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THE FOREIGN SERVICE JOURNAL

|

SEPTEMBER 2016

85

IN MEMORY

n

Arminta Delle McNeilan Burns,

78, widow of the late FSO John Burns,

of Lantana, Fla., died on Feb. 7 from

complications arising from chemotherapy

treatments for lung cancer.

Arminta Delle McNeilan was born on

Sept. 26, 1937, in Columbus, Ohio, the

younger daughter of SteenMcNeilan and

Mary CameronMcNeilan. After a child-

hood spent in nearby Groveport, Ohio, her

family moved to West PalmBeach, Fla.,

in 1947. She graduated fromPalmBeach

High School in 1954, where she excelled at

academics and music, playing first flute in

the Florida Schools’ State Orchestra.

In 1958 she earned a B.S. degree from

Florida State University and went on to

complete postgraduate work in cancer

research at the University of Cincinnati’s

Christ Hospital. She earned a master’s

degree in political science at U.C. in 1962,

writing her thesis on Sino-Soviet relations.

After her marriage, Mrs. Burns studied

Thai politics and language at American

University.

Mrs. Burns accompanied her husband,

who was one of the U.S. Information

Agency’s most prominent Africanists, to

many parts of the world during his 31-year

career (1964-1995) in the U.S. Foreign

Service. Their postings includedThailand,

South Africa (for two tours), Zambia, Zim-

babwe and Ethiopia.

During the couple’s diplomatic career,

she completed two book manucripts,

including one on the challenges the Afri-

can National Congress faced in transform-

ing its guerilla resistance movement into

a political party that could negotiate for

majority rule with the apartheid-support-

ing Nationalist Party then governing South

Africa.

In addition to devoting time to aca-

demic research and administrative work,

Arminta Burns raised three children and

opened her home to friends, visitors, dig-

nitaries and foreign nationals.

Mrs. Burns is remembered as a kind

and nonjudgmental friend who was

culturally astute and cosmopolitan. She

maintained deep friendships and intel-

lectual interests in U.S. foreign affairs and

southern Africa, where she lived and vis-

ited regularly over the course of 30 years.

In semi-retirement, Mrs. Burns was

involved with the Lantana Public Library

in Lantana, Fla., supporting its mission

financially and through volunteer work.

She was preceded in death by her

husband, John Burns, and their eldest

daughter, Nancy A. Burns. She is survived

by a daughter, Catherine Burns; a son,

John Cameron Burns (and his wife, Tibitha

Miles Burns); a grandson, Jonathan Steen

Burns; as well as a sister-in-law, Ann

Burns; a nephew, Lt. Col. Brian R. Whalen

(U.S. Air Force, retired); Elizabeth Eagan

Whalen; and a niece, Anne-Marie Burns.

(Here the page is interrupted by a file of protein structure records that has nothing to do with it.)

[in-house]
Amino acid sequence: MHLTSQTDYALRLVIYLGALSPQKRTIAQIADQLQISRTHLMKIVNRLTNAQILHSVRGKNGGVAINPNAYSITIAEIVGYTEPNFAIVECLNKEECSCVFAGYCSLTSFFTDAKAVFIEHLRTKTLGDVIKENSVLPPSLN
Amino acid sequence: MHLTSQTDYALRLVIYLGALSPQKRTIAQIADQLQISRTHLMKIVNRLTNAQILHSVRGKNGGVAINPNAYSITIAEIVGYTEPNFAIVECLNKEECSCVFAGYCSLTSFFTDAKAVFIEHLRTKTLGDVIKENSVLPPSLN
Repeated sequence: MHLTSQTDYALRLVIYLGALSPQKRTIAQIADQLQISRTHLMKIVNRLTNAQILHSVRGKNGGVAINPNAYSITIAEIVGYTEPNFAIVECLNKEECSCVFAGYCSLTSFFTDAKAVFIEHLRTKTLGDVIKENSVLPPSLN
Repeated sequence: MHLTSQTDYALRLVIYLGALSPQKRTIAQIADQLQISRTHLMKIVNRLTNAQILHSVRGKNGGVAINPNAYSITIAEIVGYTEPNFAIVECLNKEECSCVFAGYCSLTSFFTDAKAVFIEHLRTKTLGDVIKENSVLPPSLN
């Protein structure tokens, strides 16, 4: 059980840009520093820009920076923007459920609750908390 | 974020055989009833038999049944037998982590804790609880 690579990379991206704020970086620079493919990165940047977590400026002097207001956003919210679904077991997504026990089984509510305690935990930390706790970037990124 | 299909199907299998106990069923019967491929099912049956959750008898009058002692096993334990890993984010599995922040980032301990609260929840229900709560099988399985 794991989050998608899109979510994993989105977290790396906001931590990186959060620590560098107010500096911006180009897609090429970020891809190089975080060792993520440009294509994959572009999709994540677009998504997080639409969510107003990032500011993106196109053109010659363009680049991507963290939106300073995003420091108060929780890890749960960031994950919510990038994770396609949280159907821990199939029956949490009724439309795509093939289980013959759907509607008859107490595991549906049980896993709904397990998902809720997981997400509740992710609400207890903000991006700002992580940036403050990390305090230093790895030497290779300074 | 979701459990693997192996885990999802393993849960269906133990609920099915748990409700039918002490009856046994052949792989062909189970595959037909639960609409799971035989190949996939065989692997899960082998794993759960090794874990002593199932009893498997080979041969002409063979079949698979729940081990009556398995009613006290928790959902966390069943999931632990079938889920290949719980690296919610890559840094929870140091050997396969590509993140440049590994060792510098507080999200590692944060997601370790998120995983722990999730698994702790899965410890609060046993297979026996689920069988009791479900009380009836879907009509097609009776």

In lieu of flowers, mourners may make

donations to the Christ Hospital Foun-

dation in Cincinnati, Ohio. To express

condolences or make donations, visit

PalmBeachPost.com/obituaries.

n

Ray Lee Caldwell,

74, a retired

Senior Foreign Service officer and former

State Department deputy assistant secre-

tary (DAS) with the rank of ambassador,

died on June 12 of complications related to

Alzheimer’s disease.

Mr. Caldwell was born on Oct. 6, 1942,

and raised in the former Canal Zone, Pan-

ama. He served as a commissioned officer

in the U.S. Navy from 1964 until 1969, with

tours of duty in the Antarctic, Vietnam and

with the U.S. military mission to Spain.

In 1971, Mr. Caldwell earned a gradu-

ate degree in political science from the

University of NewMexico. While pursuing

his graduate studies, he met Sally MacKin-

non Hisamoto, to whomhe was married

for 43 years.

Following graduation, Mr. Caldwell

joined the Foreign Service. Fluent in

Spanish, his first postings were to Mexico

and Spain. During his tour in Spain

(1976-1980), he worked diligently to help

stabilize a volatile political environment

in the Basque region, where he served as

acting principal officer at the U.S. consul-

ate in Bilbao.

In 1979, Mr. Caldwell received AFSA’s

WilliamR. Rivkin Award for Constructive

Dissent by a Mid-Level Foreign Service

Officer for his work in Spain to accommo-

date and incorporate the left into regular

political life and deal with regional resis-

tance to the central government.

While staying engaged in Spanish

developments, Mr. Caldwell went on to

expand his expertise to the field of Euro-

pean security and political affairs during

the final decade of the ColdWar. He served

as the U.S. representative to NATO’s High-

Level Task Force on Conventional Arms

Control and also played a leading role

in U.S. nuclear policy during the Ronald

Reagan and George H.W. Bush adminis-

trations.

Mr. Caldwell served twice as director of

the Office of European Political and Secu-

rity Affairs, as deputy assistant secretary of

State for European Affairs, as deputy assis-

tant secretary of State for political-military

affairs, and as State’s deputy associate

comptroller for management policy. Mr.

Caldwell also served as director of foreign

diplomat training at the Foreign Service

Institute.

Ray Lee Caldwell rose to the level of

Career Member of the Senior Foreign Ser-

vice, Class of Minister-Counselor, and was

confirmed by the Senate in 1995 as DAS

for Burdensharing.

The unusual title of Mr. Caldwell’s

position caught the eye of grammarian

William Safire of

The New York Times

, who

wrote a column that year about whether